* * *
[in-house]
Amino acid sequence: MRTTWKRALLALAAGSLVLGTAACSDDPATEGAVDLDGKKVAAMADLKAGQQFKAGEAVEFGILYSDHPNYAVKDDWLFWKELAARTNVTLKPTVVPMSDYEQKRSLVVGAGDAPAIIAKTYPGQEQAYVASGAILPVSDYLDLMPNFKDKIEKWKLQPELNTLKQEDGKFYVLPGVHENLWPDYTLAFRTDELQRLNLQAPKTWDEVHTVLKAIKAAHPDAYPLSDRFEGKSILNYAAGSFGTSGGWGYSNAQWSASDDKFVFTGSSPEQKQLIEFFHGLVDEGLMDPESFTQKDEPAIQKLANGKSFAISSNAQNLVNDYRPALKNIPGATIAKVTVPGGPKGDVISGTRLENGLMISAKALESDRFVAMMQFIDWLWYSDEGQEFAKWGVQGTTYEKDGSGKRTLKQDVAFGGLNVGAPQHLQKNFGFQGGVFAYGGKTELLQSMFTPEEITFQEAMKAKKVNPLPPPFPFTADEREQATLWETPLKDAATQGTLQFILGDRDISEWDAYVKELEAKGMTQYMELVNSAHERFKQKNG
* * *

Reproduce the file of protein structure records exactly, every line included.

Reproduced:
[in-house]
Amino acid sequence: MRTTWKRALLALAAGSLVLGTAACSDDPATEGAVDLDGKKVAAMADLKAGQQFKAGEAVEFGILYSDHPNYAVKDDWLFWKELAARTNVTLKPTVVPMSDYEQKRSLVVGAGDAPAIIAKTYPGQEQAYVASGAILPVSDYLDLMPNFKDKIEKWKLQPELNTLKQEDGKFYVLPGVHENLWPDYTLAFRTDELQRLNLQAPKTWDEVHTVLKAIKAAHPDAYPLSDRFEGKSILNYAAGSFGTSGGWGYSNAQWSASDDKFVFTGSSPEQKQLIEFFHGLVDEGLMDPESFTQKDEPAIQKLANGKSFAISSNAQNLVNDYRPALKNIPGATIAKVTVPGGPKGDVISGTRLENGLMISAKALESDRFVAMMQFIDWLWYSDEGQEFAKWGVQGTTYEKDGSGKRTLKQDVAFGGLNVGAPQHLQKNFGFQGGVFAYGGKTELLQSMFTPEEITFQEAMKAKKVNPLPPPFPFTADEREQATLWETPLKDAATQGTLQFILGDRDISEWDAYVKELEAKGMTQYMELVNSAHERFKQKNG